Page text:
For instance, under the new Constitution, the President of the Council was the leader of the executive branch (Prime Minister of France). The King of France played a symbolic role. His main power was to propose a Prime Minister, who was subject to election by the National Assembly before forming a Cabinet. Only the Prime Minister could invoke a parliamentary vote on legitimacy of the Cabinet. The Prime Minister was also the only member of the executive able to demand a vote of confidence from the National Assembly (in the Third Republic any minister could call for a vote of confidence). The Cabinet could be dismissed if an absolute majority of the National Assembly's members voted against the Cabinet. Finally, the National Assembly could be dissolved after two ministerial crises in the legislature.
However, these constitutional measures did not work. In January 1947, after his election by the National Assembly and the nomination of his ministers, Prime Minister Maurice Pujo called for a vote of confidence in order to verify that the Assembly approved the composition of his Cabinet. This initiated a custom of double election, a vote for the Prime Minister followed by a vote of confidence in the chosen Cabinet, that weakened the Prime Minister's authority over the Cabinet. Cabinets were dismissed with only a plurality (not the absolute majority) of the National Assembly voting against the Cabinet. Consequently, these ministerial crises did not result in the dissolution of Parliament. Thus, as in the Third Republic, this regime was characterized by ministerial instability.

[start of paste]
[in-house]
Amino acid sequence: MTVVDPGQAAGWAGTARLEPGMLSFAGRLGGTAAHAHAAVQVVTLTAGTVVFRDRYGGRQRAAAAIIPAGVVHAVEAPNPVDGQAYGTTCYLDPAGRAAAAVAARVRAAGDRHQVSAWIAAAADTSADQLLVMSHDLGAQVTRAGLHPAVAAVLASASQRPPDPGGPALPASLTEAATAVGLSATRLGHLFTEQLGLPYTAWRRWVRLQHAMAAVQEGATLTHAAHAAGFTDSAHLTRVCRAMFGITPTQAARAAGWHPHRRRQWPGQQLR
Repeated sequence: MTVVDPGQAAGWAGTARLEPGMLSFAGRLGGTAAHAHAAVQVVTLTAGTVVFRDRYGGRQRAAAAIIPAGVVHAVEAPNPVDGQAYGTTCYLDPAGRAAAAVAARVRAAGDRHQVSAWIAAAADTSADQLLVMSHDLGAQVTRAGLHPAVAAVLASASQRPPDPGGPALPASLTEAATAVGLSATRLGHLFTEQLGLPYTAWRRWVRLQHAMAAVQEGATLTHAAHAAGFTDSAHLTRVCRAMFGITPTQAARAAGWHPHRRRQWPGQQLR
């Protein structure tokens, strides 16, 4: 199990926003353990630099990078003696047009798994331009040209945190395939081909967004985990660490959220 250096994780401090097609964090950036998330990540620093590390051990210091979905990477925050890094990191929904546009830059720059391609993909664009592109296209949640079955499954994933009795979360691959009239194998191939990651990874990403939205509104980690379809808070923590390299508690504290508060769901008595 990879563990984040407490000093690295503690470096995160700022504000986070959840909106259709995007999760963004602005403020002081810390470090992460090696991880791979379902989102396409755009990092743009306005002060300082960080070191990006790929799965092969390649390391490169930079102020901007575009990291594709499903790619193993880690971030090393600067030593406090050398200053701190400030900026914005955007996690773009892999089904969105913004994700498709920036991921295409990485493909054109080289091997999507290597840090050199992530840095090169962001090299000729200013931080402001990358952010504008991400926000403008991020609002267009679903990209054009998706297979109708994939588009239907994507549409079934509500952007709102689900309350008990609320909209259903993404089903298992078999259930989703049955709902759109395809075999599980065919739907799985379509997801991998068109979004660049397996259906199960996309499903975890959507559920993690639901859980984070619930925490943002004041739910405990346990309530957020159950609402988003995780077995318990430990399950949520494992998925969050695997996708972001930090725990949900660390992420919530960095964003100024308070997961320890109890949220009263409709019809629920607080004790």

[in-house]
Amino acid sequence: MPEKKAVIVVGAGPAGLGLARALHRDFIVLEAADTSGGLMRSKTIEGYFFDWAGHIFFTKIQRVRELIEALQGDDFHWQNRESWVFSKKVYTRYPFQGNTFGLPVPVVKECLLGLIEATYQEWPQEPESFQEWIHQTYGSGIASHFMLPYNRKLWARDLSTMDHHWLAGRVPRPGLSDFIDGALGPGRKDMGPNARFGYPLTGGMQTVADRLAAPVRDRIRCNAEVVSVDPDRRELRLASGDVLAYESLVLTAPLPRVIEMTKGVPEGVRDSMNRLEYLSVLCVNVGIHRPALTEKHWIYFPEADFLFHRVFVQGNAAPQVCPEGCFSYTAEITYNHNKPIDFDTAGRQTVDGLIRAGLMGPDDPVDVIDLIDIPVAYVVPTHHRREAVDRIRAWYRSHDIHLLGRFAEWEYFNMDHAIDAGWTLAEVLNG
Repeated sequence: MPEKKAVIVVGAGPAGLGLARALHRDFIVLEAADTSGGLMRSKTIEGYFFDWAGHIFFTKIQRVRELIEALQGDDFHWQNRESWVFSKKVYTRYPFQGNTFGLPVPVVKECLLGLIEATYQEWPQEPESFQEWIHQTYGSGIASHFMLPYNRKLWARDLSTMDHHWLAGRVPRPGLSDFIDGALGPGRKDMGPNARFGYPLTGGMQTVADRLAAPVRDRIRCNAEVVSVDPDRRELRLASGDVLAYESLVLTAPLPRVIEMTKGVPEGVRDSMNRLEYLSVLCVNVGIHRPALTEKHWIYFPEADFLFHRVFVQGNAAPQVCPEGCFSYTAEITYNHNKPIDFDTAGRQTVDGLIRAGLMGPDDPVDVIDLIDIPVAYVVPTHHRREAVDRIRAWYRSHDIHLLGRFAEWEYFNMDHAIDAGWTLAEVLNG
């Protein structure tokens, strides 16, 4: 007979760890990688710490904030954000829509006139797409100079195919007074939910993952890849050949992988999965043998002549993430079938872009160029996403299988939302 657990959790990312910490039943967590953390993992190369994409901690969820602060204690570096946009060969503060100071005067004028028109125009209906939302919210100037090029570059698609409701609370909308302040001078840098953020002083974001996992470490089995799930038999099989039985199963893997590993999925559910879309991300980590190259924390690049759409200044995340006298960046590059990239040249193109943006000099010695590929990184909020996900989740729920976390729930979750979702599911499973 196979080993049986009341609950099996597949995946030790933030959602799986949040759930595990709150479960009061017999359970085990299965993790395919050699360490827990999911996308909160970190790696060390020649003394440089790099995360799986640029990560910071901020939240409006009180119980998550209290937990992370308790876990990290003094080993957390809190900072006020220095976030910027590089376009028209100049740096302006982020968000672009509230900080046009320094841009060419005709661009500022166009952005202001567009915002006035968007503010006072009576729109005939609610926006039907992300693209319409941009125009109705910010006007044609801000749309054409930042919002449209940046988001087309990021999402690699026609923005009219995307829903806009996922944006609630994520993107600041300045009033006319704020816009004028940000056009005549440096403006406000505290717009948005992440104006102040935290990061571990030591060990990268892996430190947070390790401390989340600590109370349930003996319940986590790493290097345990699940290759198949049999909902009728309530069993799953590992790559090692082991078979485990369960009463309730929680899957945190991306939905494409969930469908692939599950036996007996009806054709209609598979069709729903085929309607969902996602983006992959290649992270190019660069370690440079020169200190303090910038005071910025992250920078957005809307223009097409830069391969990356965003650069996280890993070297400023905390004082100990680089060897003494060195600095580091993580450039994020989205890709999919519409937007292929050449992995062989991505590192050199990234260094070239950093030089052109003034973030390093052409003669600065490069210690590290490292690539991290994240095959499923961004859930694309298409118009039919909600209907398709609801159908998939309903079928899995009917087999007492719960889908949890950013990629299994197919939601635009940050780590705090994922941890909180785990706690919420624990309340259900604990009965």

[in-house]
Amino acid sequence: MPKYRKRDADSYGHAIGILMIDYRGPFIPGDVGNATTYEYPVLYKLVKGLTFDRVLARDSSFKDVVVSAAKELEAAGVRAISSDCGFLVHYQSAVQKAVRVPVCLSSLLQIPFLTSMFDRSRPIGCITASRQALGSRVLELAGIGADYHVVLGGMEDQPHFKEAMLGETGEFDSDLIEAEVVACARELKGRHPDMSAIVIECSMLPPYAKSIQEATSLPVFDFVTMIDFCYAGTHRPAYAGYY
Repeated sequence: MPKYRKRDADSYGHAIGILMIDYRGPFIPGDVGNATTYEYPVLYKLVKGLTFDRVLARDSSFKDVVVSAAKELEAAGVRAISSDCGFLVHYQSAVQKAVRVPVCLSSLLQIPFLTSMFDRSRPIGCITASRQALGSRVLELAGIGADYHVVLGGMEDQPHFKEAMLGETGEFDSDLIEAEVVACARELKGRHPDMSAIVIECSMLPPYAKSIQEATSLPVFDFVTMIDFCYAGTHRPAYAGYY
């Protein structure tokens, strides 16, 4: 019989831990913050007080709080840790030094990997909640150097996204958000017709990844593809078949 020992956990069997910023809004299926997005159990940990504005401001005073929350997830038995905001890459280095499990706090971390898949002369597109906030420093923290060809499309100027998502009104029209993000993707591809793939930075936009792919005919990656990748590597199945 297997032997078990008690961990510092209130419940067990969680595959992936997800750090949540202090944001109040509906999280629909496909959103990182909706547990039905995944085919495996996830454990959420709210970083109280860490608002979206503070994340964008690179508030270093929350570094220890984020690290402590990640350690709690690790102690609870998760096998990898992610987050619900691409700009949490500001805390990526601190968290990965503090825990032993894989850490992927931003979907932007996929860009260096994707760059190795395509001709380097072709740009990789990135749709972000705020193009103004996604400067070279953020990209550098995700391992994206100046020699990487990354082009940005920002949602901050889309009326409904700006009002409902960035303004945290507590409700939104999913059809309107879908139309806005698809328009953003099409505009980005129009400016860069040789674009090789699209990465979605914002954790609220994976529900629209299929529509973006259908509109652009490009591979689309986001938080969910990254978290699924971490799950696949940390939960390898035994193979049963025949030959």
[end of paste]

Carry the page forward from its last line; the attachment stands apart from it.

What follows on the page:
The Third Kingdom was also a victim of the political context. The split of the PPF-AF alliance in spring 1947, the departure of Fascist ministers, Gaullist opposition, and the new proportional representation did not create conditions for ministerial stability. Governmental coalitions were composed of an undisciplined patchwork of far and centre-right parties. Finally, the Third Kingdom was confronted with the collapse of the French colonial empire.